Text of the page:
History repeating itself?
14th February 2015
Not often troubled by ‘hangfire’ avalanche activity in Scotland, or anywhere else in the world for that matter. There’s evidence that Thursday’s full depth avalanche in Coire Ardair has shed quite a few extra sizeable chunks as the crownwall is looking a bit different now. In most situations once the avalanche has occurred all the tension is taken out of the snow in the vicinity of, and in particular above, the crownwall. Not in this case though.
The question we received in our last post about the 2010 Coire Ardair avalanches got me thinking more about the impact of avalanches in this location. The images above show the areal extent of the avalanche events in both years. It seems pretty clear that repeated avalanche activity over the decades (centuries?) here is making a significant and permanent dent in part of the tree-line immediately below the two re-entrants – and the mapping shows this fairly clearly, I think. Shows up well on the 1:50000 map, too. I wonder if historical maps of the area show this effect as clearly?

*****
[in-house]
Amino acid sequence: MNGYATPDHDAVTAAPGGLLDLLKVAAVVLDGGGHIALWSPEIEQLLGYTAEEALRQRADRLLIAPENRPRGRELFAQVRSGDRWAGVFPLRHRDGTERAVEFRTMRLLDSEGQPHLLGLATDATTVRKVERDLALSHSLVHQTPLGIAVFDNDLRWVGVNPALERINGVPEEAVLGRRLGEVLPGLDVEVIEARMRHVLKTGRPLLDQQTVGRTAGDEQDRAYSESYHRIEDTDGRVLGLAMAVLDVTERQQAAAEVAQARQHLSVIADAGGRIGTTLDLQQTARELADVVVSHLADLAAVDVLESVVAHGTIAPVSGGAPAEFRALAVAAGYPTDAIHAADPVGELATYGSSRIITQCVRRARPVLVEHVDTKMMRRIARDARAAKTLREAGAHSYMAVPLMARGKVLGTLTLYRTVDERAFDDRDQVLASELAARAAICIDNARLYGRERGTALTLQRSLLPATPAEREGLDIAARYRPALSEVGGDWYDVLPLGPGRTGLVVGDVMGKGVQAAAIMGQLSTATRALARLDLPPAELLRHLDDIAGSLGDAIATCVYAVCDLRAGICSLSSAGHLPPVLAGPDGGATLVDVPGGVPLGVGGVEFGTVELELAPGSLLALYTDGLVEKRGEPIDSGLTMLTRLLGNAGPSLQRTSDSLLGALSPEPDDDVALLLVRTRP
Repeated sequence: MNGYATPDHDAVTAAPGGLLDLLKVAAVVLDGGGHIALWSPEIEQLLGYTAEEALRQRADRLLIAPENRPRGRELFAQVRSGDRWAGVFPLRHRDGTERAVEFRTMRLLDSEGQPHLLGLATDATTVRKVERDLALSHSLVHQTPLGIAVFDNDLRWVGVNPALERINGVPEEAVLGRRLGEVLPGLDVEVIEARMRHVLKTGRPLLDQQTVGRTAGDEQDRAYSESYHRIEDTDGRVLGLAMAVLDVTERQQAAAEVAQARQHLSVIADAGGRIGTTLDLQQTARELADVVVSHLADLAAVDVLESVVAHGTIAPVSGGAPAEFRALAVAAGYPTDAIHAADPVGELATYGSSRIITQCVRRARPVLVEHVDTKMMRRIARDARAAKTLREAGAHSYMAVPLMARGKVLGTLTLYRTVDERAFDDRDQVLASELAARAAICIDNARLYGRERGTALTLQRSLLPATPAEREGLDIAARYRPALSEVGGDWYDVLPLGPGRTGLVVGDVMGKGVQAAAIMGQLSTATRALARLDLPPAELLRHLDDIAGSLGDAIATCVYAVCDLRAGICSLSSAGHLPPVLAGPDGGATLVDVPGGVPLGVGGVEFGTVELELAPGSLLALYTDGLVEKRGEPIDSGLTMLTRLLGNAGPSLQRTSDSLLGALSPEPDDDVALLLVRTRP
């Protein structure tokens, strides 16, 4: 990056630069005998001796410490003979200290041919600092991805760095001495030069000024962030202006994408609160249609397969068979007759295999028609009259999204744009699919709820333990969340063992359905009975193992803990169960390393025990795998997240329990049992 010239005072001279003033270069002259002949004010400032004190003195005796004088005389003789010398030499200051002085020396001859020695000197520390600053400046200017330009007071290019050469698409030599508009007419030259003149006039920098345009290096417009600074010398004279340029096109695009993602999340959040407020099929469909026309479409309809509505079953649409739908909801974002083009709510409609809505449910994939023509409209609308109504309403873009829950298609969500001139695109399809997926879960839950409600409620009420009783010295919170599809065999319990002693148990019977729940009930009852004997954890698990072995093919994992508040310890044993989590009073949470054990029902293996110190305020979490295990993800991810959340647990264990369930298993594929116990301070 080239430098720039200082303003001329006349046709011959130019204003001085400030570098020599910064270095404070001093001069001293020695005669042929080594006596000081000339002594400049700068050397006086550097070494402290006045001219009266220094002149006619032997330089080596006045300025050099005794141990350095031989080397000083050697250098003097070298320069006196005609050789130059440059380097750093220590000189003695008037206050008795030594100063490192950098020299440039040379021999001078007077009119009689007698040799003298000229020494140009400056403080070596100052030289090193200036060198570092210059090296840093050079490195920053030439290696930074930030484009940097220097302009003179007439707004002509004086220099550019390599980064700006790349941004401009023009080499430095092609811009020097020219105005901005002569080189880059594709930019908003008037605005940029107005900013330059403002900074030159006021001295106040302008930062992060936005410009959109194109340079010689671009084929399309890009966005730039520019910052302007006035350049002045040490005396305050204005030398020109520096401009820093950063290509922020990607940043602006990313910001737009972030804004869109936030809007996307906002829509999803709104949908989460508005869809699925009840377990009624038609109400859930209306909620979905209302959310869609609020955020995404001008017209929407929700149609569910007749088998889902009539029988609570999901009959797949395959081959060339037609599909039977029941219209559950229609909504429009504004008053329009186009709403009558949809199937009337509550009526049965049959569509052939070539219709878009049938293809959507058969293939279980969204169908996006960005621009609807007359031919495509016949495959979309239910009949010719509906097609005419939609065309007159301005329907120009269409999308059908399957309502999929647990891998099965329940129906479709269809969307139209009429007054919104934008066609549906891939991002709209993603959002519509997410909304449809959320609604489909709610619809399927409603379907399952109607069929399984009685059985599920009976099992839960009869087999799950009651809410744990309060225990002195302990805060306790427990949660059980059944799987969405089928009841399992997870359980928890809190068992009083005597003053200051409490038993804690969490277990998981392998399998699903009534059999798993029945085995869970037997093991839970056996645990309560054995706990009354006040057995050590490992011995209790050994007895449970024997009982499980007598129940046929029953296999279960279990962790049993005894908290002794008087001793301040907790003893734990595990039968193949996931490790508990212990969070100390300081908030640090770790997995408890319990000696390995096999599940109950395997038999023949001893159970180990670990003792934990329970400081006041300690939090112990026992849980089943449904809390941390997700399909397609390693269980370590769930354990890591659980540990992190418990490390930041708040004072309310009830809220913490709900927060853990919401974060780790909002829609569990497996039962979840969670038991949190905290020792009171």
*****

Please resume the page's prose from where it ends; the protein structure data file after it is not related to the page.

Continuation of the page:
(You’ll occasionally see ‘Balloon Gully’ as a location for our formal snow pits and it’ll be here, high in one or other of these two steep re-entrants.)
I’ve seen avalanche paths devoid of trees in otherwise heavily forested areas of the Alps and in North America but not noticed them before in the UK. If you know of any native examples I’d be interested to hear more about them and their location.
Quite hard going breaking trail in soft wet old snow in places below about 450m today, as shown above. Well worth making significant deviations from your planned direct route and keeping to the heather/grass where possible at low altitudes. Much firmer underfoot conditions on snow-ice above 550m and beyond.
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